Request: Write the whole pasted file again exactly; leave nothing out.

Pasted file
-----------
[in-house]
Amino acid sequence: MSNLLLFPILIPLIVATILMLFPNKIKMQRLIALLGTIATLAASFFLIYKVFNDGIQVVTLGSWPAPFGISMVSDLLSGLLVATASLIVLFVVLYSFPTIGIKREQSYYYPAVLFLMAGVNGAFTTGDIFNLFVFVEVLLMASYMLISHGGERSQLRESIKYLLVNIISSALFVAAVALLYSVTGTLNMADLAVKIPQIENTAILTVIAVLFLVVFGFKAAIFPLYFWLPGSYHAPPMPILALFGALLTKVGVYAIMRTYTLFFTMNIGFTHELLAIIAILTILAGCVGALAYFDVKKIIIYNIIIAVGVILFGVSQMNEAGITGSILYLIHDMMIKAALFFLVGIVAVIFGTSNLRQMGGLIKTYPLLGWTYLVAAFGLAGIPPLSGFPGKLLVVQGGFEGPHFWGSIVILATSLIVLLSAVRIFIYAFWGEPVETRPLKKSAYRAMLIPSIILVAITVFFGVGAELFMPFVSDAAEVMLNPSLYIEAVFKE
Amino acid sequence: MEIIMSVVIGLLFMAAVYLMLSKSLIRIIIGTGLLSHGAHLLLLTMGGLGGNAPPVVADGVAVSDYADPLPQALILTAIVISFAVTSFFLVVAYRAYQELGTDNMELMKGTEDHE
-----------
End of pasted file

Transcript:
[in-house]
Amino acid sequence: MSNLLLFPILIPLIVATILMLFPNKIKMQRLIALLGTIATLAASFFLIYKVFNDGIQVVTLGSWPAPFGISMVSDLLSGLLVATASLIVLFVVLYSFPTIGIKREQSYYYPAVLFLMAGVNGAFTTGDIFNLFVFVEVLLMASYMLISHGGERSQLRESIKYLLVNIISSALFVAAVALLYSVTGTLNMADLAVKIPQIENTAILTVIAVLFLVVFGFKAAIFPLYFWLPGSYHAPPMPILALFGALLTKVGVYAIMRTYTLFFTMNIGFTHELLAIIAILTILAGCVGALAYFDVKKIIIYNIIIAVGVILFGVSQMNEAGITGSILYLIHDMMIKAALFFLVGIVAVIFGTSNLRQMGGLIKTYPLLGWTYLVAAFGLAGIPPLSGFPGKLLVVQGGFEGPHFWGSIVILATSLIVLLSAVRIFIYAFWGEPVETRPLKKSAYRAMLIPSIILVAITVFFGVGAELFMPFVSDAAEVMLNPSLYIEAVFKE
Amino acid sequence: MEIIMSVVIGLLFMAAVYLMLSKSLIRIIIGTGLLSHGAHLLLLTMGGLGGNAPPVVADGVAVSDYADPLPQALILTAIVISFAVTSFFLVVAYRAYQELGTDNMELMKGTEDHE